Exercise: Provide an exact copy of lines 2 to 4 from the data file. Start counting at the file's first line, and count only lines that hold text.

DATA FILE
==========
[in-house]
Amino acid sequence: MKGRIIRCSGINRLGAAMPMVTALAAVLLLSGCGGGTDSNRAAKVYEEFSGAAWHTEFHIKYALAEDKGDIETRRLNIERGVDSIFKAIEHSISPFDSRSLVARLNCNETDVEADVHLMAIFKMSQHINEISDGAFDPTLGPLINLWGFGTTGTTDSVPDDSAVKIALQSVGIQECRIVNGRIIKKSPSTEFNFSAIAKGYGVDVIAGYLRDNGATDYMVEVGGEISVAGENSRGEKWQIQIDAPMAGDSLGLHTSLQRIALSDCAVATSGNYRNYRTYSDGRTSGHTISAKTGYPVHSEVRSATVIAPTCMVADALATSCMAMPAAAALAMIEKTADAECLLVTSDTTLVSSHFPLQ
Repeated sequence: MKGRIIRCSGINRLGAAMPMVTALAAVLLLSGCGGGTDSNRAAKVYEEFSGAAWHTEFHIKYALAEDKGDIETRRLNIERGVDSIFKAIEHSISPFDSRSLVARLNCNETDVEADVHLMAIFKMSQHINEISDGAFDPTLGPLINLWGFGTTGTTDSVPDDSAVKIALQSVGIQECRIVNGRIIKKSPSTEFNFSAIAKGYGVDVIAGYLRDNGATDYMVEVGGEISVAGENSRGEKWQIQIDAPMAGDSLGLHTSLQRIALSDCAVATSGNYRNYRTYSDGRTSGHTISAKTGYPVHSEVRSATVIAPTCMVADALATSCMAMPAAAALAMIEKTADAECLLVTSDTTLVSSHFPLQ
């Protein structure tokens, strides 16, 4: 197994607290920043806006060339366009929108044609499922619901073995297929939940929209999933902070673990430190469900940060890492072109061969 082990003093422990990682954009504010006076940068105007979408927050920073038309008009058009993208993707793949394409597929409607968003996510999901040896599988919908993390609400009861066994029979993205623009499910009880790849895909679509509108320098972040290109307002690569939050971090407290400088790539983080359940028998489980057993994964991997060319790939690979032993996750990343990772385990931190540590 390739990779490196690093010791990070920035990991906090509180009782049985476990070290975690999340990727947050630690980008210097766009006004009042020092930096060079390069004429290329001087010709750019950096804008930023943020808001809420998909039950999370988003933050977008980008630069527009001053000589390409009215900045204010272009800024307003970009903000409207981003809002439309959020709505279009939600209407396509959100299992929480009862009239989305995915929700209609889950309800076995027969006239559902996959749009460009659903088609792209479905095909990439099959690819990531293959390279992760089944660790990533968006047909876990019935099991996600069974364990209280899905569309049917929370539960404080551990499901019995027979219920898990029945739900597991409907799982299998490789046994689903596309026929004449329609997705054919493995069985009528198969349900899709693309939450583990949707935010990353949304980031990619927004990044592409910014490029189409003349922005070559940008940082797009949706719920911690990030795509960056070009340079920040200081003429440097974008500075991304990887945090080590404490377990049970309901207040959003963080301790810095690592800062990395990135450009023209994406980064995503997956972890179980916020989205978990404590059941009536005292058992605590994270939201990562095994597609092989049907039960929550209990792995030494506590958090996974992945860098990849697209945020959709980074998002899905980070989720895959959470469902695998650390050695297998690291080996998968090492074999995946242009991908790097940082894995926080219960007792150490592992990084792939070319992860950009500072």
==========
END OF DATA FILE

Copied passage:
Amino acid sequence: MKGRIIRCSGINRLGAAMPMVTALAAVLLLSGCGGGTDSNRAAKVYEEFSGAAWHTEFHIKYALAEDKGDIETRRLNIERGVDSIFKAIEHSISPFDSRSLVARLNCNETDVEADVHLMAIFKMSQHINEISDGAFDPTLGPLINLWGFGTTGTTDSVPDDSAVKIALQSVGIQECRIVNGRIIKKSPSTEFNFSAIAKGYGVDVIAGYLRDNGATDYMVEVGGEISVAGENSRGEKWQIQIDAPMAGDSLGLHTSLQRIALSDCAVATSGNYRNYRTYSDGRTSGHTISAKTGYPVHSEVRSATVIAPTCMVADALATSCMAMPAAAALAMIEKTADAECLLVTSDTTLVSSHFPLQ
Repeated sequence: MKGRIIRCSGINRLGAAMPMVTALAAVLLLSGCGGGTDSNRAAKVYEEFSGAAWHTEFHIKYALAEDKGDIETRRLNIERGVDSIFKAIEHSISPFDSRSLVARLNCNETDVEADVHLMAIFKMSQHINEISDGAFDPTLGPLINLWGFGTTGTTDSVPDDSAVKIALQSVGIQECRIVNGRIIKKSPSTEFNFSAIAKGYGVDVIAGYLRDNGATDYMVEVGGEISVAGENSRGEKWQIQIDAPMAGDSLGLHTSLQRIALSDCAVATSGNYRNYRTYSDGRTSGHTISAKTGYPVHSEVRSATVIAPTCMVADALATSCMAMPAAAALAMIEKTADAECLLVTSDTTLVSSHFPLQ
């Protein structure tokens, strides 16, 4: 197994607290920043806006060339366009929108044609499922619901073995297929939940929209999933902070673990430190469900940060890492072109061969 082990003093422990990682954009504010006076940068105007979408927050920073038309008009058009993208993707793949394409597929409607968003996510999901040896599988919908993390609400009861066994029979993205623009499910009880790849895909679509509108320098972040290109307002690569939050971090407290400088790539983080359940028998489980057993994964991997060319790939690979032993996750990343990772385990931190540590 390739990779490196690093010791990070920035990991906090509180009782049985476990070290975690999340990727947050630690980008210097766009006004009042020092930096060079390069004429290329001087010709750019950096804008930023943020808001809420998909039950999370988003933050977008980008630069527009001053000589390409009215900045204010272009800024307003970009903000409207981003809002439309959020709505279009939600209407396509959100299992929480009862009239989305995915929700209609889950309800076995027969006239559902996959749009460009659903088609792209479905095909990439099959690819990531293959390279992760089944660790990533968006047909876990019935099991996600069974364990209280899905569309049917929370539960404080551990499901019995027979219920898990029945739900597991409907799982299998490789046994689903596309026929004449329609997705054919493995069985009528198969349900899709693309939450583990949707935010990353949304980031990619927004990044592409910014490029189409003349922005070559940008940082797009949706719920911690990030795509960056070009340079920040200081003429440097974008500075991304990887945090080590404490377990049970309901207040959003963080301790810095690592800062990395990135450009023209994406980064995503997956972890179980916020989205978990404590059941009536005292058992605590994270939201990562095994597609092989049907039960929550209990792995030494506590958090996974992945860098990849697209945020959709980074998002899905980070989720895959959470469902695998650390050695297998690291080996998968090492074999995946242009991908790097940082894995926080219960007792150490592992990084792939070319992860950009500072």